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Honolulu, HI, United States, 2006/08/30 - Carbon nanomaterials have been studied as superior sorbents for their potential environmental applications to remove pollutants such as organic pollutants, metals, fluorides and radionuclides..
Most of these studies focused on the adsorption process and few dealt with the interfacial interactions of organic contaminants with carbon nanomaterials in aqueous media. However, understanding their desorption behavior as well is critical to evaluating environmental and health impacts of carbon nanomaterials. New research looks at the high adsorption capacity and reversible adsorption of PAHs (polycyclic aromatic hydrocarbons), many of which are suspected carcinogens, on CNTs. The findings imply the potential release of PAHs if PAH-adsorbed CNTs are inhaled by animals and humans, leading to a high environmental and public health risk.
It was suggested that the toxicity of carbon nanomaterials is not only from their own potentially harmful nature but also from the toxic substances sorbed by them. Therefore, knowledge of toxic compound adsorption by carbon nanomaterials is critical and useful for risk assessment of these nanomaterials. This knowledge is also important for understanding the effect of the nanomaterials on the fate and transport of toxic pollutants in the environment, similar to other carbon materials such as soot and charcoal.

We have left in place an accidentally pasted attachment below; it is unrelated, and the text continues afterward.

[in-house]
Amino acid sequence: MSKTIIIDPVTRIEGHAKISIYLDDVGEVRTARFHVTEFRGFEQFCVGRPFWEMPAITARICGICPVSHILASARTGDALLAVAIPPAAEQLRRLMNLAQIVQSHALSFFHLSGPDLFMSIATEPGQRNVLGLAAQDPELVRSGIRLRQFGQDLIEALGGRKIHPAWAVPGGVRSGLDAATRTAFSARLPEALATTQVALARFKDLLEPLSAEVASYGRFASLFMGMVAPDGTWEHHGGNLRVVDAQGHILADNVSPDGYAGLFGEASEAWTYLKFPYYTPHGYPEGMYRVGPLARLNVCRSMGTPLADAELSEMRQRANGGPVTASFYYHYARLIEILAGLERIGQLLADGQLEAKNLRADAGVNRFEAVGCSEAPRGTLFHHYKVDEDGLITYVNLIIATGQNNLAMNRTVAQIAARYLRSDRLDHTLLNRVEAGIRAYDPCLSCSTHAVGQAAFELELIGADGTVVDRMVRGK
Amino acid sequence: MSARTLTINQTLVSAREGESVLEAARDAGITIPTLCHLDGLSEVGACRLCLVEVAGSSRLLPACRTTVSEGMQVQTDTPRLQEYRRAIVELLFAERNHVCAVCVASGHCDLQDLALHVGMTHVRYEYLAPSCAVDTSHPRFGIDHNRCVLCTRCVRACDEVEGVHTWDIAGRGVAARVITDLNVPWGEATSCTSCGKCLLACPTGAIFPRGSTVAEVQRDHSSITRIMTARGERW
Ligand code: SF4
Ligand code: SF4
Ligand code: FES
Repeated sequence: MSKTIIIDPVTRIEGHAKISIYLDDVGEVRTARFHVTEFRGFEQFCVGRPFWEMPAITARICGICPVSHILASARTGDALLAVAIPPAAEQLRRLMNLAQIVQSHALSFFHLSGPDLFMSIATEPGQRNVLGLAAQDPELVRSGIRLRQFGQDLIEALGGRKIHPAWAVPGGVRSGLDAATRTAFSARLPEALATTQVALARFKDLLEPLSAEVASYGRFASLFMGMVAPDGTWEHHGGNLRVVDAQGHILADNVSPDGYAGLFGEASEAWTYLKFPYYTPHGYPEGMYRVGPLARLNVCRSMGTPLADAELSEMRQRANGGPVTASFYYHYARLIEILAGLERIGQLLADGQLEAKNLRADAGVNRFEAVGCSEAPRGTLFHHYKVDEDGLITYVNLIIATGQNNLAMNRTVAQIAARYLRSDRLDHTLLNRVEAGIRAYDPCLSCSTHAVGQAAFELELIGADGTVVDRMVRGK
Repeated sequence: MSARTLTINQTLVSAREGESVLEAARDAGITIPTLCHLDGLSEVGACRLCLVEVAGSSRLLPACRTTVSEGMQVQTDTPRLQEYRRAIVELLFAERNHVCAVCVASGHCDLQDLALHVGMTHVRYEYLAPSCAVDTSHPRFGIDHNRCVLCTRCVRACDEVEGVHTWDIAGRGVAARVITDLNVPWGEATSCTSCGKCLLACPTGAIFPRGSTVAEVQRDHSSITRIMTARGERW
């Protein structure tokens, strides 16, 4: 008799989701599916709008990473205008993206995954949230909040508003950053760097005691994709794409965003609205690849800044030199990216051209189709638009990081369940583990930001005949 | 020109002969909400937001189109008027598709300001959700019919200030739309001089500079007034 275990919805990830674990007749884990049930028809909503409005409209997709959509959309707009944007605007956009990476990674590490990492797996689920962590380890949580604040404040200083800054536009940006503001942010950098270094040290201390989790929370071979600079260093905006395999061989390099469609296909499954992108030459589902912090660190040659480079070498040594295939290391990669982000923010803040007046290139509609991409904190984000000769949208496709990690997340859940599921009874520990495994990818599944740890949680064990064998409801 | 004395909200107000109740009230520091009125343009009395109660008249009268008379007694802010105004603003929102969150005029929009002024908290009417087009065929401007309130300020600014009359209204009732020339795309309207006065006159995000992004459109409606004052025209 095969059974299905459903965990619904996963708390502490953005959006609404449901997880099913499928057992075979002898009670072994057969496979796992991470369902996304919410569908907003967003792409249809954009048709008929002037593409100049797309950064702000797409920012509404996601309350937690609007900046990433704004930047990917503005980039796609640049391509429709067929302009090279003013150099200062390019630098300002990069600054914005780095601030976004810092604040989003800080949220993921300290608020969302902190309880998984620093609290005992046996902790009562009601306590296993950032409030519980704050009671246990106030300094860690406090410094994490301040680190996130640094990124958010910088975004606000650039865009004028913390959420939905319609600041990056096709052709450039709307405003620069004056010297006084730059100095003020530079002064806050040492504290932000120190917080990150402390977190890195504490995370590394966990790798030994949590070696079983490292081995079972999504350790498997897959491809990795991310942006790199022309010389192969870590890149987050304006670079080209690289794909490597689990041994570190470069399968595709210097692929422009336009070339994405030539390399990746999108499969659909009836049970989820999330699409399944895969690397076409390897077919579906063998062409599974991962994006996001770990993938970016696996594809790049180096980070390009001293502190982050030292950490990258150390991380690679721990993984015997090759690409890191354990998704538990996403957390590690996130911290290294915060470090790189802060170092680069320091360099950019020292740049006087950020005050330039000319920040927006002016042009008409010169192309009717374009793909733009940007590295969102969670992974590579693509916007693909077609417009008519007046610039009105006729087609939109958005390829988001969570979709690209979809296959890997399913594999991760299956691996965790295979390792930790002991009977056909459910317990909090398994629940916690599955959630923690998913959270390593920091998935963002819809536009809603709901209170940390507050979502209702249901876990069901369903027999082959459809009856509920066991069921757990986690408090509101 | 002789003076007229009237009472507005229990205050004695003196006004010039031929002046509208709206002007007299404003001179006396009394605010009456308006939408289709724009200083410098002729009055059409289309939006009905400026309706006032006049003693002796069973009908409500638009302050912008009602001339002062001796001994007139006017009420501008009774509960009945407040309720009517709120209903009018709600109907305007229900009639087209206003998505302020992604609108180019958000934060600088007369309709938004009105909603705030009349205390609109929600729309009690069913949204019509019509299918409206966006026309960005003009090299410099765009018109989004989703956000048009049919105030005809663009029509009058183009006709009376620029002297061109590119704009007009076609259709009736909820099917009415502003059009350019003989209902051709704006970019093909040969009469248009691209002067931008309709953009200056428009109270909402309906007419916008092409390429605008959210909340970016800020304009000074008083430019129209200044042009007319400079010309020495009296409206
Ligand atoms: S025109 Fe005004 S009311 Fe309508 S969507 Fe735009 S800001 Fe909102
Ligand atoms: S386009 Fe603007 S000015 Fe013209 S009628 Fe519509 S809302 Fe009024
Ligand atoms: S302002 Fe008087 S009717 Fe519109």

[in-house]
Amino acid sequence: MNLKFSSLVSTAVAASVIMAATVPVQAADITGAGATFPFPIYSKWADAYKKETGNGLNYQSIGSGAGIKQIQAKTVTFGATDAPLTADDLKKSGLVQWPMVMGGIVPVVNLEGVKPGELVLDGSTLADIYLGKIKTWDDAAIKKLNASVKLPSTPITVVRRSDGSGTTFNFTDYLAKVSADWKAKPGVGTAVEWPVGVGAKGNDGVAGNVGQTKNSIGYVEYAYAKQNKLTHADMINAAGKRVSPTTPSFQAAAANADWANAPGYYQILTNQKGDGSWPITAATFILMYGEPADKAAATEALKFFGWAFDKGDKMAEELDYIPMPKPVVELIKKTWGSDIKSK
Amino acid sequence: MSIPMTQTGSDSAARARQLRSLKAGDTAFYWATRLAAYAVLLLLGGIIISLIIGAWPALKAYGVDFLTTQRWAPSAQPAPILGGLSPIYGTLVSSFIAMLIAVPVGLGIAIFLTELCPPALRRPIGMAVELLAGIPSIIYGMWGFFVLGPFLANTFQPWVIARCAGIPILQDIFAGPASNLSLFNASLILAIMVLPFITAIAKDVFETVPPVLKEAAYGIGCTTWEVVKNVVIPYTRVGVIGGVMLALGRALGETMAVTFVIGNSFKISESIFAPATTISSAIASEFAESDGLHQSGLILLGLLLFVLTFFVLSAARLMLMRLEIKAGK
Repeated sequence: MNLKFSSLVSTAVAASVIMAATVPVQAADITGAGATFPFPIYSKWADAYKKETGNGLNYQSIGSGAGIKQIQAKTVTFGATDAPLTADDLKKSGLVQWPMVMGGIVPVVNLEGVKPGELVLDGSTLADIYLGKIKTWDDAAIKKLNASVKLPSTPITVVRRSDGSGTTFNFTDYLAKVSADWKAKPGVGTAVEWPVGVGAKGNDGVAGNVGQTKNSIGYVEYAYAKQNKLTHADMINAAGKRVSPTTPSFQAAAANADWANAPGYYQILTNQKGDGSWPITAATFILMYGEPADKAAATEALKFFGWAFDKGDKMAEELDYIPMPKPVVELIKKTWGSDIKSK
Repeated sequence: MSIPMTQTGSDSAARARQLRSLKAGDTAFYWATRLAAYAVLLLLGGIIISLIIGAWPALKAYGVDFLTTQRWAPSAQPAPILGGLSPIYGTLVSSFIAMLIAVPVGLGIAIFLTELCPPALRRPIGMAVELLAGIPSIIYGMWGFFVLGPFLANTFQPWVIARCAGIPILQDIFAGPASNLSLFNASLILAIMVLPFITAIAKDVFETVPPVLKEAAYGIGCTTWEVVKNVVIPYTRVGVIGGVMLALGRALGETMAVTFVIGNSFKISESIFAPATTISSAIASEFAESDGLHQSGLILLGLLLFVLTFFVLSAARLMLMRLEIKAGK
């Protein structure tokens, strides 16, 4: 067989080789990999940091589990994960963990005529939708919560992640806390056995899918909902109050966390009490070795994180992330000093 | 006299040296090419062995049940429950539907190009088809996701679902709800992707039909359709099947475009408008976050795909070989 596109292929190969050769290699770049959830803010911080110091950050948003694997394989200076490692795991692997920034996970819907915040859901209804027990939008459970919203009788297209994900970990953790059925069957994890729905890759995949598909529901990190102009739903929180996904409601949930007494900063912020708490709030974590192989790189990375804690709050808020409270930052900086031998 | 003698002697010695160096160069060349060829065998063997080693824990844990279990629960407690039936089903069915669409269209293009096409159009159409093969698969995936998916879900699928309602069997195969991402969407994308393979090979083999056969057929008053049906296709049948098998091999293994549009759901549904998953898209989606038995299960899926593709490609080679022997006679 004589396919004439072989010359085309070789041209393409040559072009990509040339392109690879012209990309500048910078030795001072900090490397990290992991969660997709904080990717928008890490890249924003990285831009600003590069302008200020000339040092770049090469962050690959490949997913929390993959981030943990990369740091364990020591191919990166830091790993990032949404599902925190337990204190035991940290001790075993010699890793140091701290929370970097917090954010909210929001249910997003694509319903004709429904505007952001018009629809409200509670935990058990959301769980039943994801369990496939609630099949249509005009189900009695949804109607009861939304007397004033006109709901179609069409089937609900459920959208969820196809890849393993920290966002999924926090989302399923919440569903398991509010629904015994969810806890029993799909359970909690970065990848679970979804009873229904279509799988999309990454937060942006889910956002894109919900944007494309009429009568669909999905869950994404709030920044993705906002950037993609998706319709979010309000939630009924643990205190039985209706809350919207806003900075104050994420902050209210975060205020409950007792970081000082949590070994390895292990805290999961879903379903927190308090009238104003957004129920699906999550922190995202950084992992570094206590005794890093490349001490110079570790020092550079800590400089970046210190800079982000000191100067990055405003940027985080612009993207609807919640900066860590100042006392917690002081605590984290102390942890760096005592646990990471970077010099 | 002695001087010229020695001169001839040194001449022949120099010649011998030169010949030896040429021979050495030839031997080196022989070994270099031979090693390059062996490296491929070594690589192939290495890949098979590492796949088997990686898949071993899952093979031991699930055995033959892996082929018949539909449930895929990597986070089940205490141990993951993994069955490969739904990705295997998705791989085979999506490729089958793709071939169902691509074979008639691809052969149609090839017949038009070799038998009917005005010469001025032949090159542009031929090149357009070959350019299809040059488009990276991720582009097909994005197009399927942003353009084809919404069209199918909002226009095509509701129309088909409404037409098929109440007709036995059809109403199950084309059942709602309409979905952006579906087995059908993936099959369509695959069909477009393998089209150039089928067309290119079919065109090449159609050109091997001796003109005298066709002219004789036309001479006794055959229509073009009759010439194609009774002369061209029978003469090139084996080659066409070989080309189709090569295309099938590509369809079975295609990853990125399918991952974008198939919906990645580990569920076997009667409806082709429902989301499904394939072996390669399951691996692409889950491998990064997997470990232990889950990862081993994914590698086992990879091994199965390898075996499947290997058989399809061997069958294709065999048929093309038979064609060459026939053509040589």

Adsorption - desorption hysteresis is widely observed for the sorption of organic compounds by soils, sediments and charcoals. Such compounds include pesticides, chlorinated benzenes, and PAHs. Two types of hysteresis are often observed: reversible and irreversible hysteresis.
So far, the desorption of organic contaminants by carbon nanomaterials, addressed only by limited research, shows significant desorption hysteresis of naphthalene and 1,2-dichlorobenzene from fullerene (C60). However, the mechanisms of desorption hysteresis for fullerene are still unclear. Furthermore, desorption from carbon nanotubes has not been investigated as yet.
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By Michael Berger, Copyright 2006 Nanowerk LLC